Thursday Jul 27, 2023
Thursday Jul 27, 2023
In this episode, Women on the Move Podcast Host Sam Saperstein sits down with Dr. Wendy Borlabi, Director of Mental Performance and Health for the Chicago Bulls. Wendy discusses the personal philosophy and authenticity she draws on to support athletes, young women, and even herself to help optimize performance and become mentally tough. The pair also discuss Wendy’s commitment to bringing other women along in the sports psychology field, and how she strives to be a role model in success and failure for both her own kids.
Commitment to authenticity
Wendy followed her own authenticity to her current role with the Bulls. After earning her undergrad degree in psychology, she worked as a psychologist for several years in Oklahoma, helping support adults with depression and schizophrenia. Being an athlete herself (she had once aspired to play in the WNBA) and remembering a conference on sports psychology that she had attended earlier with a friend, she started thinking about moving into that area.
She soon started the master’s program in sports psychology at Georgia Southern, and describes a pivotal moment in her life: her advisor warned her that the sports psychology field was full of men who may not be welcoming to a woman of color. “He wanted to prepare me that this was not gonna be an easy thing,” she tells Sam. At first, she says, she was upset by his message, but she soon had a realization: “I needed to be me authentically. I couldn't change who I was in order to get a position.”
Since then, she says, being true to herself has served her well. “I just remember my first year so much,” she recalls to Sam. “I just got to see when I was myself, my goofy regular self, they gravitated to me. And when I tried to be somebody else, it didn't work again. I don’t know if I would've thought of that if he wouldn't have said that to me.”
Commitment to other women
In her role with the Bulls, Wendy works with players, coaches, trainers, and “anybody in basketball operations” to help them perform better mentally. “If you think about a strength and conditioning coach or a nutritionist or a physical therapist, they get you back in different pieces of your body to help you perform,” she describes. “And what I do is on the brain, to help you be able to tackle some of those things that can possibly prevent you from performing your best at your job.”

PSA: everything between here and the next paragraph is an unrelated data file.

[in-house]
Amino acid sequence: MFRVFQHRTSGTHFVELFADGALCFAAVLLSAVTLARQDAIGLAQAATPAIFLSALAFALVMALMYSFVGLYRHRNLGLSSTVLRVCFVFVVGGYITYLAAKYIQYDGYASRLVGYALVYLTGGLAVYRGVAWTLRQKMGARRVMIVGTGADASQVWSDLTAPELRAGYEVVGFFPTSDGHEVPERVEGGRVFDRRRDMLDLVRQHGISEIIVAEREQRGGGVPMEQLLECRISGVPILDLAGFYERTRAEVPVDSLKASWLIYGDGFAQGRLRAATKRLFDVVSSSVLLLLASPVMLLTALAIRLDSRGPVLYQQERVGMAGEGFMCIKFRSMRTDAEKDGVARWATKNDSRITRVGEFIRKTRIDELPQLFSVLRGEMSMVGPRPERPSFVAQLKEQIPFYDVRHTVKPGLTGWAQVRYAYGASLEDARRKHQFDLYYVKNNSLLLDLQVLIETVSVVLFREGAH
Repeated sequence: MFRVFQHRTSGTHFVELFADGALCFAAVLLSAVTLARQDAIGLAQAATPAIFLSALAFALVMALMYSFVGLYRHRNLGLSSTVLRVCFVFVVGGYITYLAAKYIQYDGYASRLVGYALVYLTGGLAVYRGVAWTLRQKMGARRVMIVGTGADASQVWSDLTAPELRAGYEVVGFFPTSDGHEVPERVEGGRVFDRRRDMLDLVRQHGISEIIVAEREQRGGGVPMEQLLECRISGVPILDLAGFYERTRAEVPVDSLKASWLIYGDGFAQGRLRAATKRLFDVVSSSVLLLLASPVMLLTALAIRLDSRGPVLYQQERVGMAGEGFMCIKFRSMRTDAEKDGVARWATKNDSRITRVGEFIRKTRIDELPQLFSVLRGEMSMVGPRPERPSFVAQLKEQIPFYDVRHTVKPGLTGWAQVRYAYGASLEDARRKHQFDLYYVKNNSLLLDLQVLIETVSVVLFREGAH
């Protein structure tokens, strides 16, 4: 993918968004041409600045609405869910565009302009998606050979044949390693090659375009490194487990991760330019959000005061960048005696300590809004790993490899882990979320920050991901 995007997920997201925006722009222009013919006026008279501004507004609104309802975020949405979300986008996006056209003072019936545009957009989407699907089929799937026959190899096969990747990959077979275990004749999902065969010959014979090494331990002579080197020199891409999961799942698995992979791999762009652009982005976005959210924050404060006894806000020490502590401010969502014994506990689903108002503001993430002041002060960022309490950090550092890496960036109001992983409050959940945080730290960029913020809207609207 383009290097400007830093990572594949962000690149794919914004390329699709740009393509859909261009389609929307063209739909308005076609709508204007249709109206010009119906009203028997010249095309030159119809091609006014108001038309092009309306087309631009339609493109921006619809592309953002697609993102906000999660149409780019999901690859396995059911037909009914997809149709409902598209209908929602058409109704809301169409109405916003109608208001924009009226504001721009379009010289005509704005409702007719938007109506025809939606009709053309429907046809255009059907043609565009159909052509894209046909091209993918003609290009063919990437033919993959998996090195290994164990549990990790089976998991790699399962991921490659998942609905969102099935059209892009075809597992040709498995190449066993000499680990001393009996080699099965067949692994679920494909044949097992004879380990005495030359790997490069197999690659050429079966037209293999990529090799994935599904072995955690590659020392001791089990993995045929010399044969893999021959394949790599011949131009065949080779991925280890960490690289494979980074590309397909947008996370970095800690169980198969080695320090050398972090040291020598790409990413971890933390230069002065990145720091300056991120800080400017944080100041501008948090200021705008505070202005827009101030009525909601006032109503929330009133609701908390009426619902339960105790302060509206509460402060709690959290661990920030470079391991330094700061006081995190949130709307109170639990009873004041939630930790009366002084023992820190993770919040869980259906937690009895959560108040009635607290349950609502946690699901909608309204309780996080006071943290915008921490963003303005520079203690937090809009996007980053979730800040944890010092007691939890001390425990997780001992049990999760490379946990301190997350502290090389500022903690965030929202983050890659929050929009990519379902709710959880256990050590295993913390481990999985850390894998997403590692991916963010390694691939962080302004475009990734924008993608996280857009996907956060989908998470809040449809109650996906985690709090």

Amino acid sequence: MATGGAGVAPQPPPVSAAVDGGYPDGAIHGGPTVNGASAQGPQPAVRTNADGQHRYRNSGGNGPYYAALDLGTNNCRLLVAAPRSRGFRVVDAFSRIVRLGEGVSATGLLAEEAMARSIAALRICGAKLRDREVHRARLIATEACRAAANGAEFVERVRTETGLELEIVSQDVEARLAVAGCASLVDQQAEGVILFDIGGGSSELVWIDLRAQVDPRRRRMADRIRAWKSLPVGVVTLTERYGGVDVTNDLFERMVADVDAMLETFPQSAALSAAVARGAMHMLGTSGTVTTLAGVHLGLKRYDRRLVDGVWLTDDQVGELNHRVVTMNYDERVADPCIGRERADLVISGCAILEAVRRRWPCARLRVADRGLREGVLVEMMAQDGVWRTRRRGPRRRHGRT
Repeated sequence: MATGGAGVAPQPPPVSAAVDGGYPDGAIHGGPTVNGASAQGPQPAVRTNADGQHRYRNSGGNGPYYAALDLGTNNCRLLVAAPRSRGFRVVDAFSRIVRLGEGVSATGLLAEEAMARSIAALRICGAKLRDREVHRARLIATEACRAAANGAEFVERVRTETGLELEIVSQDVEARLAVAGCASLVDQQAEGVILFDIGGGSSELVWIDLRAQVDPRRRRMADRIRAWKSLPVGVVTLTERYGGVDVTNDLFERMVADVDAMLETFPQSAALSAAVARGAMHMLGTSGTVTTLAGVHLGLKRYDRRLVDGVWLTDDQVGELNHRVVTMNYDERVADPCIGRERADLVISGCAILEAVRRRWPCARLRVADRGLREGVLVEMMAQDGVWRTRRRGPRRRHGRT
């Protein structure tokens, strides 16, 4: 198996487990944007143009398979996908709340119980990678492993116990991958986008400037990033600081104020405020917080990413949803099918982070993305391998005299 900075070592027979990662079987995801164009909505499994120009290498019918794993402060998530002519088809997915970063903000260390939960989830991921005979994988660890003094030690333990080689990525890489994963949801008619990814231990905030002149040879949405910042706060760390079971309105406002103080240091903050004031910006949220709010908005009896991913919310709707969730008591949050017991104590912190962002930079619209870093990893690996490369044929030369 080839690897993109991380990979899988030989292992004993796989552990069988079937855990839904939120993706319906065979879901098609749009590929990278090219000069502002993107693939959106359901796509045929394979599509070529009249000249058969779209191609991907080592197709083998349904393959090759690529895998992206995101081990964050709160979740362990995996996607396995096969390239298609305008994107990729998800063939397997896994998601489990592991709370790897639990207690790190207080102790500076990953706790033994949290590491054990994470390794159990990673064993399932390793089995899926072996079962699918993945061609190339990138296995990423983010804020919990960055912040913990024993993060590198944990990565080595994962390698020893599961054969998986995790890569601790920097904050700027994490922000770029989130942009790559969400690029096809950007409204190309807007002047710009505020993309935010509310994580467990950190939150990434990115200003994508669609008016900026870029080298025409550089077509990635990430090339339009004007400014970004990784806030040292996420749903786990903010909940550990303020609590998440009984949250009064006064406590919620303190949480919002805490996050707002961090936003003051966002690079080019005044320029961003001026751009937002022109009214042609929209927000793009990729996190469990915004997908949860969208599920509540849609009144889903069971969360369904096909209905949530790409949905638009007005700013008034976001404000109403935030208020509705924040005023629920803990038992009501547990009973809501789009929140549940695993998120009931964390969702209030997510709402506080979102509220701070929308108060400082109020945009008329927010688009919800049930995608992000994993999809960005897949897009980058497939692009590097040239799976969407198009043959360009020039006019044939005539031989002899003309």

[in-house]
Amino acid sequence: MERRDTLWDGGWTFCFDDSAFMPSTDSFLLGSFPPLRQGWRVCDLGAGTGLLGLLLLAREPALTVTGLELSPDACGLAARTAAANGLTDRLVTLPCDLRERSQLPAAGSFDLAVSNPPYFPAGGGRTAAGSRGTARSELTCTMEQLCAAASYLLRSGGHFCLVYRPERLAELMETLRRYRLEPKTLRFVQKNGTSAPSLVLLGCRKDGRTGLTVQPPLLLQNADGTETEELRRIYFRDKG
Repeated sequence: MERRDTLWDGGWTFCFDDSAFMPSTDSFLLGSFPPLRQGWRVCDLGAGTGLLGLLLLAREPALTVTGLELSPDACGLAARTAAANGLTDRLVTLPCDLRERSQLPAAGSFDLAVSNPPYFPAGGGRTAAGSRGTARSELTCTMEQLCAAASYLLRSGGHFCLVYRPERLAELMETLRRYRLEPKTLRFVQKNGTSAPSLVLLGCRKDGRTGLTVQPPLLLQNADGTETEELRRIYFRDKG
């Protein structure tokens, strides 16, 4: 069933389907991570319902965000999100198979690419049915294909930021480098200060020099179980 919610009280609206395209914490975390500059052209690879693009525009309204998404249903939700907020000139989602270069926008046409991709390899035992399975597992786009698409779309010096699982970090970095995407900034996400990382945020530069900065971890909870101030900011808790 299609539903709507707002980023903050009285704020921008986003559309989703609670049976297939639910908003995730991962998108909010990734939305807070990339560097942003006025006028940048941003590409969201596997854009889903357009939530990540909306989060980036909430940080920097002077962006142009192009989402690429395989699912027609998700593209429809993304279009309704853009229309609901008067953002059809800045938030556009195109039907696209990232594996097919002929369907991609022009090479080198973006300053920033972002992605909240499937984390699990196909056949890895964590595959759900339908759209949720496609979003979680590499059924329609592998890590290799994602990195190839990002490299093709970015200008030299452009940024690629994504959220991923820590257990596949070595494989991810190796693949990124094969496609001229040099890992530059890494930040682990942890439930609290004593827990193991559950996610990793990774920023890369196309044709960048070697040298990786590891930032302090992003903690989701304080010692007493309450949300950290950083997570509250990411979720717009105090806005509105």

But, she says, there aren’t a lot of women in the sports psychology field and it can be a difficult space for women to maneuver in. She hopes to see a big increase in the number of women across the entire male-dominated sports industry: bringing other women along, who in turn inspire more women is a personal goal.
To that end, Wendy founded a nonprofit called Wisdom Knot, which is dedicated to educating disadvantaged youth about careers in sports other than being an athlete. The more women that girls see doing these jobs, the more girls will be inspired, she says. But she also notes it’s just as important that men in the field are welcoming to women and make active statements like “A woman could do this job.”
In addition to the nonprofit, Wendy also founded Borlabi Consulting, focused specifically on women in sports psychology. Recognizing that there aren’t a lot of avenues into the field of sports psychology, she wanted to spread the word and provide more opportunities for women. She hires interns who get experience working with an NBA team or another institution, but also learn directly from Wendy about being a sports psychologist. The foundation also provides a platform for Wendy to do podcasts, presentations, and other outreach.
Wendy has a message for listeners working toward their own goals, which comes from a John Gordon Book called How to Be a Coffee Bean. “It talks about the fact that if you take hot water and you put an egg in it, that the egg becomes hard and you don't want to be a hard person to work with or deal with. If you put a carrot in the hot water, it becomes mushy and you don't want to be that person either. However, if you put a coffee bean in the hot water, what happens? They come together, they work together, they develop something magical: coffee. So I want you to be a coffee bean. I want you to come together with the things in your life and develop something magical. And that can be anything in your corner of the world.”
Disclaimer: The speakers’ opinions belong to them and may differ from opinions of JP Morgan Chase & Co and its affiliates. Views presented on this podcast are those of the speakers; they are as of July 28th, 2023 and they may not materialize.
Full transcript here